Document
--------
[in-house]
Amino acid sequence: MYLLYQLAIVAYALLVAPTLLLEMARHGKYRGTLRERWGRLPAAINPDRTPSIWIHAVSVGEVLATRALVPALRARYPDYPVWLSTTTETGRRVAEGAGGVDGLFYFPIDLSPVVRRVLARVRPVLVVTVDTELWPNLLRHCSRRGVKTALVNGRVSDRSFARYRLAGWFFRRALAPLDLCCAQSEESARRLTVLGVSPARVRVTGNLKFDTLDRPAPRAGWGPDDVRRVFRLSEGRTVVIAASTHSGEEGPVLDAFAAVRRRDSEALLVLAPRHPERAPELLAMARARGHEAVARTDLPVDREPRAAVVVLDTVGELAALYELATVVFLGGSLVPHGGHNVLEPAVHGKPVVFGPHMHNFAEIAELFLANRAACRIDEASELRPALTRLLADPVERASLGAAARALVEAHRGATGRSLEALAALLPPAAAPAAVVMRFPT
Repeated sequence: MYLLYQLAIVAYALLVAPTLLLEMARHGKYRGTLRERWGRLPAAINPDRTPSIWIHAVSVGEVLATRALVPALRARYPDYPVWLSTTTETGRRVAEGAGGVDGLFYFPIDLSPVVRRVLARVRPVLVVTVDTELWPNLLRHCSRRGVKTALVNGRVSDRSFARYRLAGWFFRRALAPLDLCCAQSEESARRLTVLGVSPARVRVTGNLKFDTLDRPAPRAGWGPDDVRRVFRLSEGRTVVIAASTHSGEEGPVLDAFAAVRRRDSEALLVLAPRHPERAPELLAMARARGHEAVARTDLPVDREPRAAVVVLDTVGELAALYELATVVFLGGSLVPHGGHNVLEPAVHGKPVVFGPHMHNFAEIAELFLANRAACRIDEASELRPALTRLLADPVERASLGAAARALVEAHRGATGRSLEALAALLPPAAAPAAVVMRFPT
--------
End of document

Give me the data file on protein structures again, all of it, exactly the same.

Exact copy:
[in-house]
Amino acid sequence: MYLLYQLAIVAYALLVAPTLLLEMARHGKYRGTLRERWGRLPAAINPDRTPSIWIHAVSVGEVLATRALVPALRARYPDYPVWLSTTTETGRRVAEGAGGVDGLFYFPIDLSPVVRRVLARVRPVLVVTVDTELWPNLLRHCSRRGVKTALVNGRVSDRSFARYRLAGWFFRRALAPLDLCCAQSEESARRLTVLGVSPARVRVTGNLKFDTLDRPAPRAGWGPDDVRRVFRLSEGRTVVIAASTHSGEEGPVLDAFAAVRRRDSEALLVLAPRHPERAPELLAMARARGHEAVARTDLPVDREPRAAVVVLDTVGELAALYELATVVFLGGSLVPHGGHNVLEPAVHGKPVVFGPHMHNFAEIAELFLANRAACRIDEASELRPALTRLLADPVERASLGAAARALVEAHRGATGRSLEALAALLPPAAAPAAVVMRFPT
Repeated sequence: MYLLYQLAIVAYALLVAPTLLLEMARHGKYRGTLRERWGRLPAAINPDRTPSIWIHAVSVGEVLATRALVPALRARYPDYPVWLSTTTETGRRVAEGAGGVDGLFYFPIDLSPVVRRVLARVRPVLVVTVDTELWPNLLRHCSRRGVKTALVNGRVSDRSFARYRLAGWFFRRALAPLDLCCAQSEESARRLTVLGVSPARVRVTGNLKFDTLDRPAPRAGWGPDDVRRVFRLSEGRTVVIAASTHSGEEGPVLDAFAAVRRRDSEALLVLAPRHPERAPELLAMARARGHEAVARTDLPVDREPRAAVVVLDTVGELAALYELATVVFLGGSLVPHGGHNVLEPAVHGKPVVFGPHMHNFAEIAELFLANRAACRIDEASELRPALTRLLADPVERASLGAAARALVEAHRGATGRSLEALAALLPPAAAPAAVVMRFPT